Weve seen this movie before.
- The Bruins, contending for a playoff spot in the Atlantic/Eastern Conference, come into a home match-up against a subpar team well-rested and ready to start the latest "up" in a season full of a silly-high number of ups and downs.
- After spending far too long playing one the level of said opponent, the Bruins manage to break through and take a lead in the early third period.
- They blow said lead, ending up taking a loss against the type of opponent that they really need to be fattening up on.
The only difference last night at TD Garden from previous installments of this new movie franchise--which is somewhere between "Pirates of the Caribbean" and "Transformers" for how much I dislike it--was that this time the main culprits were lackluster coverage in front of the net and a team-wide (and, let's not dance around it, bench-wide) decision to sit back way too much. And, oh yeah, the Bruins did indeed hang on to grab an OT point, which is another difference from the home loss to the Buffalo Sabres that last night's sequel immediately brought to mind. I guess we shouldn't minimize that, what with how close the Atlantic Division is. Every point counts.
But when you come into a TD Garden match-up against the Toronto Maple Leafs, who were 1-7-2 coming into the All-Star break, you expect two points. When you take a 3-1 lead early in the third, and the third goal leaves your opponents so frustrated that their entire on-ice unit is standing around the crease wondering what went wrong, you expect to win. Or maybe you don't. Maybe, after the aggravation of watching P.A. Parenteau smash home a Jake Gardiner rebound for the game-winning PPG in OT (shortly after Dennis Seidenberg had a golden chance at a clear) wore off, it occurred to you that this has happened far too much in the last couple years. And maybe you just don't need to lower your expectations for these sequels, no matter how good Patrice Bergeron and Brad Marchand are as the leads.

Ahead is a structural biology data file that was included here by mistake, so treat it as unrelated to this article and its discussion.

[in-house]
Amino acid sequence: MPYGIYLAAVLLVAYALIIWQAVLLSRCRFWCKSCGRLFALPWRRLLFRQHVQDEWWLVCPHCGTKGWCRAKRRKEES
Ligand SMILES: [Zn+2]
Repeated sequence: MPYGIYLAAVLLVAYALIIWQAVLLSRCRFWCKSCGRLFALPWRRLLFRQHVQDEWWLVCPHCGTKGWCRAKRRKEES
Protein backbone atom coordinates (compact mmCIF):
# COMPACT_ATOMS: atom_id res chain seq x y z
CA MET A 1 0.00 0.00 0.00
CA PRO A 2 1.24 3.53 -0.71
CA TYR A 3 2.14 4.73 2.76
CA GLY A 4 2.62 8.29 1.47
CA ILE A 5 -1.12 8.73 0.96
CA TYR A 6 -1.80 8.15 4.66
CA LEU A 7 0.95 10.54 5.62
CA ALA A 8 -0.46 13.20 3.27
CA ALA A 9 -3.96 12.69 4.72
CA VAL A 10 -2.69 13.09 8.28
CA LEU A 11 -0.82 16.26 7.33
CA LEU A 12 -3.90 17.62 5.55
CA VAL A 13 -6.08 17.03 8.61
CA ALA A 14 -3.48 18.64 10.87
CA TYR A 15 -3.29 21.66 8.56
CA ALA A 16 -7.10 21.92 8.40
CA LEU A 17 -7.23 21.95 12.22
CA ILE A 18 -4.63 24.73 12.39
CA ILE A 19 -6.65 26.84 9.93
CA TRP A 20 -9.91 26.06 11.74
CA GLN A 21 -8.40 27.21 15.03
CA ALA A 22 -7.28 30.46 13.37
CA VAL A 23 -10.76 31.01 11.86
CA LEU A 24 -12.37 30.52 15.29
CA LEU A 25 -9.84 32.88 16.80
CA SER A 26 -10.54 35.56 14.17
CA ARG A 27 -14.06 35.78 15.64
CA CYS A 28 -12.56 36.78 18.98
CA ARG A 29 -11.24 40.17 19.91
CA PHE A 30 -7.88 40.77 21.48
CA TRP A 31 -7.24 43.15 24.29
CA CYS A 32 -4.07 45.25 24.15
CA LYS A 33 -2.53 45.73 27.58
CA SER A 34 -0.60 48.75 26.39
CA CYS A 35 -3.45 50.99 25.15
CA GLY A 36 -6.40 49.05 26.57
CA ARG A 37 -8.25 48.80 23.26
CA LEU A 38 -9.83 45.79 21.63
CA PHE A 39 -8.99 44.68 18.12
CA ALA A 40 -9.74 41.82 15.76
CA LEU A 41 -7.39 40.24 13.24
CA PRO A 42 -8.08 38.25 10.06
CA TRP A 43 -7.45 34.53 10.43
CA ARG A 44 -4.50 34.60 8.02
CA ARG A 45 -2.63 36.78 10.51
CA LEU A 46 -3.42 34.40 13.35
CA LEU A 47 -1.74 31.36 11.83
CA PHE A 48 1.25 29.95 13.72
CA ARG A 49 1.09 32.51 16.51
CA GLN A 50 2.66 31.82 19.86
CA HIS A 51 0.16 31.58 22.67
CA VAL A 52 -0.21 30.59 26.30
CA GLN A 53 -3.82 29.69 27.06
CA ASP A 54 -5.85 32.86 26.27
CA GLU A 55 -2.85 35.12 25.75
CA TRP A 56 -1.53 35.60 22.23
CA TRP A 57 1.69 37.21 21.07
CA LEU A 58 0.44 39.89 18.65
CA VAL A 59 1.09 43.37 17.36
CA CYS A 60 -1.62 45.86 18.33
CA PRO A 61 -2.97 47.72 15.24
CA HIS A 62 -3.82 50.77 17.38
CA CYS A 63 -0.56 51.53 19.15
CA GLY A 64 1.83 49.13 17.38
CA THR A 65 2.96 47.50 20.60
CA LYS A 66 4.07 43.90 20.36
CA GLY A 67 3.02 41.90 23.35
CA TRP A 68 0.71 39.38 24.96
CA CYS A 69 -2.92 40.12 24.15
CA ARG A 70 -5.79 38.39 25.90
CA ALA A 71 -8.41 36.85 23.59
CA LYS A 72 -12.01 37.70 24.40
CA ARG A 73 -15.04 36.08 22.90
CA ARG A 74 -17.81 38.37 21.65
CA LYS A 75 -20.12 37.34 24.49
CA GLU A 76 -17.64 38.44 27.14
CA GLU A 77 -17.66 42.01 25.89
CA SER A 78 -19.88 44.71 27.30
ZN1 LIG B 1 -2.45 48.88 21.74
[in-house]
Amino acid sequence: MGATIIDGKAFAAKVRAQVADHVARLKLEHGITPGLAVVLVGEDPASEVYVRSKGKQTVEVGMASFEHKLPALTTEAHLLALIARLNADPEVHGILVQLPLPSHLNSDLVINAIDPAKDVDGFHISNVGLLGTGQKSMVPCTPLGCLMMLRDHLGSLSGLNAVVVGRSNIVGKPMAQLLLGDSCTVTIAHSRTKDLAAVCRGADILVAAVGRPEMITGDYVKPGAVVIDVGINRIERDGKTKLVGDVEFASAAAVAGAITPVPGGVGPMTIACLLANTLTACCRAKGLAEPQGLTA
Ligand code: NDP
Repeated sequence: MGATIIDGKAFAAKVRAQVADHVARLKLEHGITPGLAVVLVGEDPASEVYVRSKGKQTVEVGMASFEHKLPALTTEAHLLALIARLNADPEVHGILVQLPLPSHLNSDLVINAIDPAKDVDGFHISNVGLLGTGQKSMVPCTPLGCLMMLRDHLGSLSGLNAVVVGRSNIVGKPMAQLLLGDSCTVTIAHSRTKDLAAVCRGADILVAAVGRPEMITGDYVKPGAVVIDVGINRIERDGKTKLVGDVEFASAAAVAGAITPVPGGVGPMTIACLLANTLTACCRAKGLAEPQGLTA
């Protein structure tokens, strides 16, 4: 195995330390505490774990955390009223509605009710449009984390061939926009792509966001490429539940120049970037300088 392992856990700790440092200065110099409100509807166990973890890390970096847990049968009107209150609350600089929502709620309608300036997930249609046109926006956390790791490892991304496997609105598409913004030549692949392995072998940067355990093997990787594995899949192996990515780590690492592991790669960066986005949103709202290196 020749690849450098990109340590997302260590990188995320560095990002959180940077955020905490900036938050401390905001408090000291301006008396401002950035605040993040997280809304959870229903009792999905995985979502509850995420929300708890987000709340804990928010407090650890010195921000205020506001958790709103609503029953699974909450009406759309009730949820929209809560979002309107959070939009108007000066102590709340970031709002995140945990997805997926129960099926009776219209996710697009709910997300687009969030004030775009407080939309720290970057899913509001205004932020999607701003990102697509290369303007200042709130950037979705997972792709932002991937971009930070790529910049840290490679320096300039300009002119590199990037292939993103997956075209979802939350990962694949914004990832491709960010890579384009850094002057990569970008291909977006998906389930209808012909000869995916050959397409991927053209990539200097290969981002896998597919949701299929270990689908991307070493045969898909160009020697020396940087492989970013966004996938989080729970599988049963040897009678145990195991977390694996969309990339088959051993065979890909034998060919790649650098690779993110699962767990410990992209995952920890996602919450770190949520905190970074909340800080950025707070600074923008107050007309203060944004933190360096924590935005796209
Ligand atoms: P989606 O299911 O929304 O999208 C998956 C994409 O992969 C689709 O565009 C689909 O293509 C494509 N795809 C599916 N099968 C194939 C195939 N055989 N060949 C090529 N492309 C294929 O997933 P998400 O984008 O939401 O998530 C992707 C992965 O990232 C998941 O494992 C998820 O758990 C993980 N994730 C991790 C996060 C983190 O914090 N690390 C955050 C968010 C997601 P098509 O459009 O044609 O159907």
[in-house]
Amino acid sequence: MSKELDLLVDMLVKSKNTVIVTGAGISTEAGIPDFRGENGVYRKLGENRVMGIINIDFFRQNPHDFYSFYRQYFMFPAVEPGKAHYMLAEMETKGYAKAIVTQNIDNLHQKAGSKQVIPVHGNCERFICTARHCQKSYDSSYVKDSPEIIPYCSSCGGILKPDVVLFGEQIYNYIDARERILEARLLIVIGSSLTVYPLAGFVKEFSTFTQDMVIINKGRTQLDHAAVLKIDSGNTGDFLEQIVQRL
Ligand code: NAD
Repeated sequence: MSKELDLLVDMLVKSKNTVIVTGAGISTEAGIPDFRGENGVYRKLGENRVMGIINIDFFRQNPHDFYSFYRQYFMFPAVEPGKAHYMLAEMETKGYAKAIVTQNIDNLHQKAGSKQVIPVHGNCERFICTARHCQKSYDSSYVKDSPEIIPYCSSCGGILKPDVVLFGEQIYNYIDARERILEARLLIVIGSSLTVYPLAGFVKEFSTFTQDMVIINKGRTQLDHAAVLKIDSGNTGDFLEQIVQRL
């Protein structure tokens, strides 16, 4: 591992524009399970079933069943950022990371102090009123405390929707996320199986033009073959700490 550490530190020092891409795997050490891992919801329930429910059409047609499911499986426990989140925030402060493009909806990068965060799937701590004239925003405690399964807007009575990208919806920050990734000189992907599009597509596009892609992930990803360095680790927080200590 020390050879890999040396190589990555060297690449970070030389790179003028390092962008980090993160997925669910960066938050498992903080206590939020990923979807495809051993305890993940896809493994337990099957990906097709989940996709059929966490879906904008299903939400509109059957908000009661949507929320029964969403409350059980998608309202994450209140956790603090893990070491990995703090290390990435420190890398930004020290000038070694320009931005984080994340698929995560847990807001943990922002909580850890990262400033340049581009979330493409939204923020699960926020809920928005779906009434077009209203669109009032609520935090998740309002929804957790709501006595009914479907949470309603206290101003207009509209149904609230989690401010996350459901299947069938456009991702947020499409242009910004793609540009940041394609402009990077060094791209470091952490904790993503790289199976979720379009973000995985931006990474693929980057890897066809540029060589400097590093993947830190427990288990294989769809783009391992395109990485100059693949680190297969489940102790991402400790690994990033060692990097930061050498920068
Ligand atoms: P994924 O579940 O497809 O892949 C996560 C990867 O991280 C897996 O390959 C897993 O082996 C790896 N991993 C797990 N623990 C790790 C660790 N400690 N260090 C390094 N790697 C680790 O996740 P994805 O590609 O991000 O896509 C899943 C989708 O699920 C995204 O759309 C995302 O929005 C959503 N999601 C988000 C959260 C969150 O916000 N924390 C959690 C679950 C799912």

Before Parenteau's game-winner off a David Krejci OT penalty (which to avoid homer-isms, I'll say was the type that could go either way), there was a pretty darn exciting game. I'll say that for last night's contest; it wasn't a snoozer by any means, and for two+ periods it looked like a pretty classic post-2014 Bruins win. Tuukka Rask had been great, the offense had been relentless if sometimes inefficient in breaking out of the zone, and the Toronto Maple Leafs had been unable to take advantage of Boston's shaky blue line.
Brad Marchand had scored the game's first goal while I was still mired in my adventure within Boston's fine public transportation services (someone who's a better writer than me can probably see a metaphor here), which turned out to be on a beautiful cross-ice helper from Large Adult Jimmy Hayes. Marchand, recently having bee-lined onto the ice from the bench, was uncovered. Leaving Brad Marchand is generally a bad idea, and he reminded the Leafs and poor James Reimer--who must've thought there was no late-crashing forward, as he overplayed the shot a bit--of this by potting his 21st of the year.